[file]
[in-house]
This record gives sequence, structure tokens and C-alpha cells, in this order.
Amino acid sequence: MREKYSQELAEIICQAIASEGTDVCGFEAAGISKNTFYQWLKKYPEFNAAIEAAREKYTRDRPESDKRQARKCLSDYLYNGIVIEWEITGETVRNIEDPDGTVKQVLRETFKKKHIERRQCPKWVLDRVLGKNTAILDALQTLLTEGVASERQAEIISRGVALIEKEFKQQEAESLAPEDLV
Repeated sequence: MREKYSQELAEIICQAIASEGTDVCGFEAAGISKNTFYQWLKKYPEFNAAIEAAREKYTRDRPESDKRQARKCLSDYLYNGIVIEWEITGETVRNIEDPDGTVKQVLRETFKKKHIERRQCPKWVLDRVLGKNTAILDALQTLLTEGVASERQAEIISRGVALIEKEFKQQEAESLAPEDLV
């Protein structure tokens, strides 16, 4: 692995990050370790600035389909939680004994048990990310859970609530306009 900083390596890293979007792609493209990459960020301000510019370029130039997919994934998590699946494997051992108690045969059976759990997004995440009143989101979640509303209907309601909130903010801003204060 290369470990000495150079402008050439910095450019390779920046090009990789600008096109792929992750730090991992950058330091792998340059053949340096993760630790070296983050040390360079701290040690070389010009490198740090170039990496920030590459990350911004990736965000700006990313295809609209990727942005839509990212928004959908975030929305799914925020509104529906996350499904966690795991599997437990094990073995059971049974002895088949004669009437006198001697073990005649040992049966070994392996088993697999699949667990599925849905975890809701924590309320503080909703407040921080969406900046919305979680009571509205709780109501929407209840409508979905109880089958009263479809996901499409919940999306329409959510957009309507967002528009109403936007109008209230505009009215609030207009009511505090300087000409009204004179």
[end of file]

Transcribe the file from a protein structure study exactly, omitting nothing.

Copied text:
[in-house]
This record gives sequence, structure tokens and C-alpha cells, in this order.
Amino acid sequence: MREKYSQELAEIICQAIASEGTDVCGFEAAGISKNTFYQWLKKYPEFNAAIEAAREKYTRDRPESDKRQARKCLSDYLYNGIVIEWEITGETVRNIEDPDGTVKQVLRETFKKKHIERRQCPKWVLDRVLGKNTAILDALQTLLTEGVASERQAEIISRGVALIEKEFKQQEAESLAPEDLV
Repeated sequence: MREKYSQELAEIICQAIASEGTDVCGFEAAGISKNTFYQWLKKYPEFNAAIEAAREKYTRDRPESDKRQARKCLSDYLYNGIVIEWEITGETVRNIEDPDGTVKQVLRETFKKKHIERRQCPKWVLDRVLGKNTAILDALQTLLTEGVASERQAEIISRGVALIEKEFKQQEAESLAPEDLV
């Protein structure tokens, strides 16, 4: 692995990050370790600035389909939680004994048990990310859970609530306009 900083390596890293979007792609493209990459960020301000510019370029130039997919994934998590699946494997051992108690045969059976759990997004995440009143989101979640509303209907309601909130903010801003204060 290369470990000495150079402008050439910095450019390779920046090009990789600008096109792929992750730090991992950058330091792998340059053949340096993760630790070296983050040390360079701290040690070389010009490198740090170039990496920030590459990350911004990736965000700006990313295809609209990727942005839509990212928004959908975030929305799914925020509104529906996350499904966690795991599997437990094990073995059971049974002895088949004669009437006198001697073990005649040992049966070994392996088993697999699949667990599925849905975890809701924590309320503080909703407040921080969406900046919305979680009571509205709780109501929407209840409508979905109880089958009263479809996901499409919940999306329409959510957009309507967002528009109403936007109008209230505009009215609030207009009511505090300087000409009204004179």